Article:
AF: Your book seems very deliberately to not have a table of contents. Certain pages have large, capitalized texts which could or do serve as titles to distinguish sections, but also might not. It becomes a necessary confusion for the reader’s experience, I believe. Is it crucial that these parts are inexorably linked, flowing into yet interrupting one another?
DLM: I was talking to my students about this the other day—the book’s desire for porousness, so that the poems bleed into each other, oscillate around each other in a non-linear way. The All Caps texts are meant to work as linguistic interruptions or blurts and grounded anti-reasonings. They aren’t always the same speaker and they don’t always ring into the same register framing utterance. I wanted language that could operate simultaneously as punctuation and gesture, I think. So, you’re onto it when you use terms like “flow” and “interrupt” as a way of describing the movement logic of the book. I like that very much, in fact, the breaking down of what in other contexts is contradiction.
AF: Finally, I wanted to ask you about the repetition and significance of “we” throughout. It strikes me as crucial to your work as the “you” of Citizen does for that book. Your “we” allows the speakers of these poems to be both intimate, personal, lyrical—which is to say individuated—and at a same time, a kind of collective susurrus of historical ghosts (a la our discussion of Moten above).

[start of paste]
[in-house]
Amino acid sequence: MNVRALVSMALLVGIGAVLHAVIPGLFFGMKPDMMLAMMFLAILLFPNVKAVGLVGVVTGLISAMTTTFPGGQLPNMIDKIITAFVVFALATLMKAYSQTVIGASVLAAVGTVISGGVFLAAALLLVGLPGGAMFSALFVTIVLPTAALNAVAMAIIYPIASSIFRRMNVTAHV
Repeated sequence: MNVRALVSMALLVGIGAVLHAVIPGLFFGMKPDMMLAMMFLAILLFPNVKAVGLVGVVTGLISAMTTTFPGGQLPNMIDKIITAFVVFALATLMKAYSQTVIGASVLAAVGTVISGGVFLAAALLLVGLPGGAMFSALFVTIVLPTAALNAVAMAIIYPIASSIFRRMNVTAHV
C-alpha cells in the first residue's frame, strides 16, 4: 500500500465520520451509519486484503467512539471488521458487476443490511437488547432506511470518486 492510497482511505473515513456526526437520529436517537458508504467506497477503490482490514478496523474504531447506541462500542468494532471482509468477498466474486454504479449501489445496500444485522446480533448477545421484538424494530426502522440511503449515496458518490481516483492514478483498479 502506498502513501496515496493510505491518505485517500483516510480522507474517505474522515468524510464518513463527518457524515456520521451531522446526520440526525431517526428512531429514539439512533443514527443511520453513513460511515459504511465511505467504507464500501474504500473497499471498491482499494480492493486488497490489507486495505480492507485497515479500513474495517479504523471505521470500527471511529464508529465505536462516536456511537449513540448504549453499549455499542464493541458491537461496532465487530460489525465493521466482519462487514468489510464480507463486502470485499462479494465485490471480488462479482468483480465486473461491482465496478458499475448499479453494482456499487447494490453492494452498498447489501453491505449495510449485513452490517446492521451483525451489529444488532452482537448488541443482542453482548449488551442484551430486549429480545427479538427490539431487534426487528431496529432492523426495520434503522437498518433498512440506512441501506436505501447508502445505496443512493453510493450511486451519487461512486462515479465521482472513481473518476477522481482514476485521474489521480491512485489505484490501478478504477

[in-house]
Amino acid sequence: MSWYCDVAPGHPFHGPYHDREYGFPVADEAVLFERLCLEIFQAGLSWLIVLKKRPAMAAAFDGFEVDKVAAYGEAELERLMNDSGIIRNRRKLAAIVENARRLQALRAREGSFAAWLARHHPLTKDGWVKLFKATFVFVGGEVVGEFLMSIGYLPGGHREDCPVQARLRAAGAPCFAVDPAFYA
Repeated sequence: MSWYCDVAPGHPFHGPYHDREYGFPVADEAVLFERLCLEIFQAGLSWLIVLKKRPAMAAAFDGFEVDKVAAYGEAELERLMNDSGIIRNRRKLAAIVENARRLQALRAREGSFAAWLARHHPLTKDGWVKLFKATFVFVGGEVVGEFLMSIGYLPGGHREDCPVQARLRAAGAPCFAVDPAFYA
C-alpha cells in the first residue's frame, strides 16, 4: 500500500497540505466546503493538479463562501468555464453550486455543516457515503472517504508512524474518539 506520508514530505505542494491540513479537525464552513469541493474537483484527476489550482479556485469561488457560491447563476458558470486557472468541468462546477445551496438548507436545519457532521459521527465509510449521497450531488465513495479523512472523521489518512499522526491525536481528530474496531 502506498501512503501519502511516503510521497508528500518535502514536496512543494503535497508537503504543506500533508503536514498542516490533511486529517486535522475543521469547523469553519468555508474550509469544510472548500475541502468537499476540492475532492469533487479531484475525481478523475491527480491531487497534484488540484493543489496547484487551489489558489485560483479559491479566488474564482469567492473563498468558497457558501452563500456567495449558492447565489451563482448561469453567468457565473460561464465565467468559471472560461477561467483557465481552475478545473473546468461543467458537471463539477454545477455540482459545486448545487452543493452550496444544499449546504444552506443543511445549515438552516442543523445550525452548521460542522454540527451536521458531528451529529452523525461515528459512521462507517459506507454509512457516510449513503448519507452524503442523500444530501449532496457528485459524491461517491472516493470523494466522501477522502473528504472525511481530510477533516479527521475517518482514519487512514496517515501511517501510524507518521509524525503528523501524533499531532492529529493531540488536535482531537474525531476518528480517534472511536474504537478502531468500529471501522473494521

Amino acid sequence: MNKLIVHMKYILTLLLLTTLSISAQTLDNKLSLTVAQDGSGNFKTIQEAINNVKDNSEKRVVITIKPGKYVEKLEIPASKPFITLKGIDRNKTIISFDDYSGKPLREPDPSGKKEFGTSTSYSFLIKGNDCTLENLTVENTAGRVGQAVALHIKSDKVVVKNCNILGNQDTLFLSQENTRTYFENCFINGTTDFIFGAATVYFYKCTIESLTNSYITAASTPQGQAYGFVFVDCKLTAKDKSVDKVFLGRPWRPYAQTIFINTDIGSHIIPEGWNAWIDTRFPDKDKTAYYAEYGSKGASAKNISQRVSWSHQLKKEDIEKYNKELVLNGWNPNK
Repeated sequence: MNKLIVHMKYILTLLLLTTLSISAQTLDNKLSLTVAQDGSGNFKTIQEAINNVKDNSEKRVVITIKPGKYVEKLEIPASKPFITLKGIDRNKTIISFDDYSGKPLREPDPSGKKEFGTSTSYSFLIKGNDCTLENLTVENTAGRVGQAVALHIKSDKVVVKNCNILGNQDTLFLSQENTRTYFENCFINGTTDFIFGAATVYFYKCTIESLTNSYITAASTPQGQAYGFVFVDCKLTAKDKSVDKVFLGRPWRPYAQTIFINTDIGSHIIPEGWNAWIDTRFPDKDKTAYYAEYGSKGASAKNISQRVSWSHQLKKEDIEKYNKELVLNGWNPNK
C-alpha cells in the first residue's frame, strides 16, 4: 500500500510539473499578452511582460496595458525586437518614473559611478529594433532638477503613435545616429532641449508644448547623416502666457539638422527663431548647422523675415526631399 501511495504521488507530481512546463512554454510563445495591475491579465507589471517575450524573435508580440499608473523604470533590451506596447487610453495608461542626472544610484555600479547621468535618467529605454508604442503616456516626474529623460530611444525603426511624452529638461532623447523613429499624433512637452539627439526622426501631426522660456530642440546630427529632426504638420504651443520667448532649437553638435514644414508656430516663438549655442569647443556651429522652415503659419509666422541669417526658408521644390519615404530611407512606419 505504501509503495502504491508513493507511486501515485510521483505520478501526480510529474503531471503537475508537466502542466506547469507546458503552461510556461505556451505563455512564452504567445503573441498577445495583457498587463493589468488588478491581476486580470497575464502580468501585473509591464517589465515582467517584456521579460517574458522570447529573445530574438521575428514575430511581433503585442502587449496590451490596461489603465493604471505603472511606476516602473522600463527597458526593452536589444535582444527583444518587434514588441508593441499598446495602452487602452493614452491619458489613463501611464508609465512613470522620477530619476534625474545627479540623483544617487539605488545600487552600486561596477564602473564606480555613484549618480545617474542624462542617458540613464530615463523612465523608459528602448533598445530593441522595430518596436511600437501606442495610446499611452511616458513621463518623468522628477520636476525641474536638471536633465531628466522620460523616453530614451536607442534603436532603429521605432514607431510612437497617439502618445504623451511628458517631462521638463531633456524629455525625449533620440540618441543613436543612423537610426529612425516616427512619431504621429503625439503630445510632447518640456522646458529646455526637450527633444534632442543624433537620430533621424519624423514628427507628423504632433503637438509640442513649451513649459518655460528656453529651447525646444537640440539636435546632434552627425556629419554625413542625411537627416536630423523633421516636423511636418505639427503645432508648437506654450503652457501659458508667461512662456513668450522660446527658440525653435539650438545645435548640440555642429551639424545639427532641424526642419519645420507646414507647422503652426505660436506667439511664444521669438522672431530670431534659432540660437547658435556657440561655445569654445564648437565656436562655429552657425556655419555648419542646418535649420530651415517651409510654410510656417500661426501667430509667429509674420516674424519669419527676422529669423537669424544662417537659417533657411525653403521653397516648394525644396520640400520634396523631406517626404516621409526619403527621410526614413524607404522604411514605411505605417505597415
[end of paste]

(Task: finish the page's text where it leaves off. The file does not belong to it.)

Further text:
DLM: Like that “you” in Citizen, my “we” is tricky business. The “we” that stands out to me as particularly challenging is “we” that is the voice of authority as if social authority in the larger sense were somehow made incarnate, material, body, voice. But this is a different “we” from the “we” in the opening poem when it says, “if we could do without him we would.” The notion of historical ghosting is present in that “we” for sure—the way the black female body (especially as it pertains to representation) can never exist independent of the male gaze(s)—that haunting in our bodies like a kind of surveillance. The “he” in this moment later becomes the “we” whose power is repressed though it pretends to be caring and benign. I’ve long played with the stable subjectivity of the speaking “I” and the other pronouns—“she” “it”—that seem to, in more traditional literatures, feel comfortable inhabiting themselves. But, in my thinking about the world, and the feeling of selfhood, this is not the case in my actual body, be it in the actual or symbolic historical. I am as much standing outside of myself looking at this thing called my “self” (a “we”) as I am self projected onto me by a stranger in the flower shop in East Hampton. At this point in my writing, however, this interplay between pronouns occurs rather naturally. It feels like one of the more natural states.
Dawn Lundy Martin is author of three books of poetry, and three chapbooks. Her latest collection is Life in a Box is a Pretty Life (Nightboat Books, 2015). Martin is an Associate Professor in the English Department at the University of Pittsburgh, and a member of the three-person performance group, The Black Took Collective. Martin is currently working on a hybrid memoir, a tiny bit of which appears as the essay, “The Long Road to Angela Davis’s Library,” published in the The New Yorker in December 2014.